for the process Whichv may icom'prisera 'gas oil,
ing column 6. Fractionating-„column 6 fraction
atcs the products> of>` the thermal cracking step in
ß‘ìmmínglgd-,State .with the aforesaid `charging
tainedwhen the extent of cracking in the reac
tion chamber is about equal to that in the heating
coil. The reaction chamber may be entirely
omitted with all the thermal cracking taking
alyst used in the reforming of the oleñnic gaso
line is preferably one which comprises the ox
place in the coil in which case I prefer no more
ides of silicon and aluminum such as some of
than about 15 to 20 per cent cracking in each
pass through said coil.
The products leave reaction chamber I6 by way
the natural occurring montmorillonite clays after
acid purification but more preferably the syn
thetically prepared composites of silica and
of line Il and after passing through valve I8 en
ter vaporizing and separating chamber I9. The
alumina. Catalysts consisting of alumina alone
may be used although blends .of silica and alumi
pressure in flash chamber I9 may, if desired, be
lower than in reaction chamber I6, it being quite
commonly reduced to a value mildly superatmos
na are to be preferred. More complex composites
such as those of silica, alumina, and zirconia may
also be used as is the case in the example subse
pheric but sufficient to permit the subsequent sep
quently cited
aration steps. The separation process taking
place in flash chamber I9 is promoted by quench
ing the reactants by means Well known but not '
indicated in the drawing. A side cut removed
from fractionator 6 may be used forl this purpose,
a portion of the quenching medium being introf
duced in line I'I that is the transfer line tothe
flash chamber, while another portion may be in
troduced in the top of flash chamber `in the form
of a spray. The liquid separated from the reac
The catalyst used in the reforming step be
comes contaminated with carbonaceous material
and must be regenerated at certain intervals
which is accomplished by the oxidation of the
deposits `on the catalyst. This oxygen may be
supplied in the form of air or air diluted with
products of combustion in order to dilute the oxy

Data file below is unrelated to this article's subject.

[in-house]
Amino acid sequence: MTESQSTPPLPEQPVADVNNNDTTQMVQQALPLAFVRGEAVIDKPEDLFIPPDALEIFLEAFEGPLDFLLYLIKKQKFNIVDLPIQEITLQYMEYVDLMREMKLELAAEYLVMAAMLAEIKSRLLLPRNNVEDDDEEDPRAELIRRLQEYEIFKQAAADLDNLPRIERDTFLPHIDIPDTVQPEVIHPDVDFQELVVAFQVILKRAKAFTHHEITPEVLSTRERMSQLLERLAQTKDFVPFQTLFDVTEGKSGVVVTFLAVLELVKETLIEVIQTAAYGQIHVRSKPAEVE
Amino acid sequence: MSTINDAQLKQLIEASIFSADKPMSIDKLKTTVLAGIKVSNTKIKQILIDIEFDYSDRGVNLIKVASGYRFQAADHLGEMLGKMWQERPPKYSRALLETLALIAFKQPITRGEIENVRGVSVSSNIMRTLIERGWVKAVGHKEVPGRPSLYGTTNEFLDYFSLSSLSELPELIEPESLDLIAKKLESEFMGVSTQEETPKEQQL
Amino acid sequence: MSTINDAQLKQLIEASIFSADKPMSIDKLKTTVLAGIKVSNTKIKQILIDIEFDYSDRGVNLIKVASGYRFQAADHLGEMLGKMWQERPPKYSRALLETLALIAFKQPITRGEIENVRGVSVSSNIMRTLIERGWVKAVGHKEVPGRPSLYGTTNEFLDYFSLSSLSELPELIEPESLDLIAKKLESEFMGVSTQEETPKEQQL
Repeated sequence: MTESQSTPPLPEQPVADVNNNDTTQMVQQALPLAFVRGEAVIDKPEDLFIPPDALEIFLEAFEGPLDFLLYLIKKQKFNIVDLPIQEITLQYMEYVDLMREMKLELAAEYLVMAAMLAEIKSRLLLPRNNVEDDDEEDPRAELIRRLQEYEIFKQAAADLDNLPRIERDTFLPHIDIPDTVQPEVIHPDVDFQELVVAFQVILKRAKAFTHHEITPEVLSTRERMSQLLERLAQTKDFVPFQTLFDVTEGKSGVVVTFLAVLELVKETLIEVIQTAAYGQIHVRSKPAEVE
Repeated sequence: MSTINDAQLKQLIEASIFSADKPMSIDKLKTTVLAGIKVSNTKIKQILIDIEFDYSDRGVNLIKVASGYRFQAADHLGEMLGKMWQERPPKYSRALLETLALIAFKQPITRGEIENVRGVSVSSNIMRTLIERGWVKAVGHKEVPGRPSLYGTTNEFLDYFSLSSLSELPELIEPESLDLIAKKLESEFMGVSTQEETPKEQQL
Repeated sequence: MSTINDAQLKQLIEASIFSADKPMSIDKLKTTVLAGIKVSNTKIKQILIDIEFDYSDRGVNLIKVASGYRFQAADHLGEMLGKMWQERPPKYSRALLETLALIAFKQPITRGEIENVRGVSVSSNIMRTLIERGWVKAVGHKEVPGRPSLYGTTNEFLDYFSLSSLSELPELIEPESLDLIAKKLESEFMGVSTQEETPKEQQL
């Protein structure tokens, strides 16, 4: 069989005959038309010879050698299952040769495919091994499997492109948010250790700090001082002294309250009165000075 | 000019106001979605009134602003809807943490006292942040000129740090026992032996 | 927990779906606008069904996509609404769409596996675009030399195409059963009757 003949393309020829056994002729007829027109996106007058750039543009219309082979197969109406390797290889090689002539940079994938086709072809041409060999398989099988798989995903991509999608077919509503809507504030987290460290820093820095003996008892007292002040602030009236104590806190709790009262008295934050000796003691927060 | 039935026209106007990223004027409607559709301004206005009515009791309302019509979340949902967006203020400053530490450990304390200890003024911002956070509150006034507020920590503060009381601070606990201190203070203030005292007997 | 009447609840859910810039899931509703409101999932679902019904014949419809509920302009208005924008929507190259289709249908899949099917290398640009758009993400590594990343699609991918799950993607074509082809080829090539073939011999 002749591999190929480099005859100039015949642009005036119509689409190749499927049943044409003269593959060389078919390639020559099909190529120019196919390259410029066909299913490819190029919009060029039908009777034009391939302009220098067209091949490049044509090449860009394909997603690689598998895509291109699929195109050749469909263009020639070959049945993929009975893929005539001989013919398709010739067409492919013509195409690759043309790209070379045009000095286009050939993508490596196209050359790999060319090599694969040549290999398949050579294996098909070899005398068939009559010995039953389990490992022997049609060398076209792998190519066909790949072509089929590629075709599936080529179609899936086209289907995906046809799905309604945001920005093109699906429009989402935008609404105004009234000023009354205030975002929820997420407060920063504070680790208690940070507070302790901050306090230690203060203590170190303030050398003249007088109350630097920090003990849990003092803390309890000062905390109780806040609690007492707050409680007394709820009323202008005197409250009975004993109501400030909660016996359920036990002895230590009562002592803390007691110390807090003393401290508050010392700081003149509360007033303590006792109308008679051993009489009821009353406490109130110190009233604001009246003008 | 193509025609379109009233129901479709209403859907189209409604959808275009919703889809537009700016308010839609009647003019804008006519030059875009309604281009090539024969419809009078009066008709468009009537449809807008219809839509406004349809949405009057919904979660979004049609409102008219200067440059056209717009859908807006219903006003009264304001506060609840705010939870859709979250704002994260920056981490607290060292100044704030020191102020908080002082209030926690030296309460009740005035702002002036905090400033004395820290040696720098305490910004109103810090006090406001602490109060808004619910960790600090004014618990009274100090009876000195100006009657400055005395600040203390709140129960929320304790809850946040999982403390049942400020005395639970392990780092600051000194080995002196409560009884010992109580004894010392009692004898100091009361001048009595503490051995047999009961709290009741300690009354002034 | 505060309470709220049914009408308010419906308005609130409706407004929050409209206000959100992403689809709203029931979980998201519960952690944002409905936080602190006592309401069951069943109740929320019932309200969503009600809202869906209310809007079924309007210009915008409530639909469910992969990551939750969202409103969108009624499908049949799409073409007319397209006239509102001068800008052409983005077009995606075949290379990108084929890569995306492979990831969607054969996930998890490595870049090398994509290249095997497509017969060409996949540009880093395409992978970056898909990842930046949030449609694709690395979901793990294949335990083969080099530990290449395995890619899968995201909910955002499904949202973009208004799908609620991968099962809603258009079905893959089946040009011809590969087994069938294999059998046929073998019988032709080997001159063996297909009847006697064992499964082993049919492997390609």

gen and to more accurately control the reactiva
tion temperature. In order `to insure continuity
of operation two or more reactors are used so that
tion products is removedl from flash chamber I9
when one is being used in processing hydrocar
by vway of line l20, controlled by valve 2i. This
`bonsthe catalyst in the other may be regenerated.
residue constitutes a product of the process. The
25 The heated charge in line 46`is then directed into
vapors separated from flash chamber I9 are re
line 4l' and after passing through valve 48 is» sup
moved as overhead by way of line 22 and after
plied to reactor A wherein the conversion takes
passing through valve 23, are supplied to frac
place. After the catalyst in reactor A becomes
tionating column 6 wherein they. are fractionated
contaminated the charge is then directed into
in lcommingled state with the charging stock as
cont-rolled by valve-48.', -and supplied to
hereinbefore indicated.
reactor B. Reactors A and B are preferably of
The overhead, from` fractionating column 6,
>the adiabatic type on account of the simplicity of
`consisting .of gasoline and normallygaseous prod
theconstruction of suchreactors. The time of
ucts, is removedby way of line24 and after pass
ing .through valve 25, issupplied to line 26 from
contact depends on the vtemperature and >space
`which it enters .cooler and .condenser 21. The
mixture of liquid together witht he. undissolved
and uncondensedv gases leave .cooler and >con
denser 27 by way of line 28 and after passing
alyst when the temperature is 950° F.,'will give
velocities ofthe order of 5to 50 volumes of liquid
charging stock per hour per unit volume of `'cat
satisfactory results.
Lower temperatures, of
course, require greater contact .time while tem
throughr valve 2S, enters receiver and separator 40 peratures
abovey 950° F. permit correspondingly
A portion of theliquid collected` in receiver
higher space velocities.
3.a is returnedto fractionating column 6 for cool
TheV principal reactions taking place in the
ing and refluxing. This .por-tion of theliquid en
catalytic reforming process of my invention. ap
tersline 3l and after passing through valve 32,
pear to be the isomerization of the oleñnic ‘hy
enterspumptí-l whichldischarges throughV line 34,
drocarbons. Other reactions undoubtedly take
vvalve 35 to the top of. fractionating. column .5.
to. a certain extent, the amount of crack
Thegases collected in receiver »30 are removed by
ing being such that the liquid'volume loss usually
way, of line Elli, valve 31 and constitute a prode
equals `two or three percent, the time of contact
uot‘ofi theprocess. The oleñnicv constituentspres
ent in said. gases may be polymerized to form a 50 being» so adjusted that the liquid recoveries of.95
percent: and greater v‘are obtained. While the re
motor fuel or, if desired, these. oleñns may be
actions taking placein the reforming step are not
alkylated with isoparafdns also, to form anavia.
thoroughly understood, it appears that the double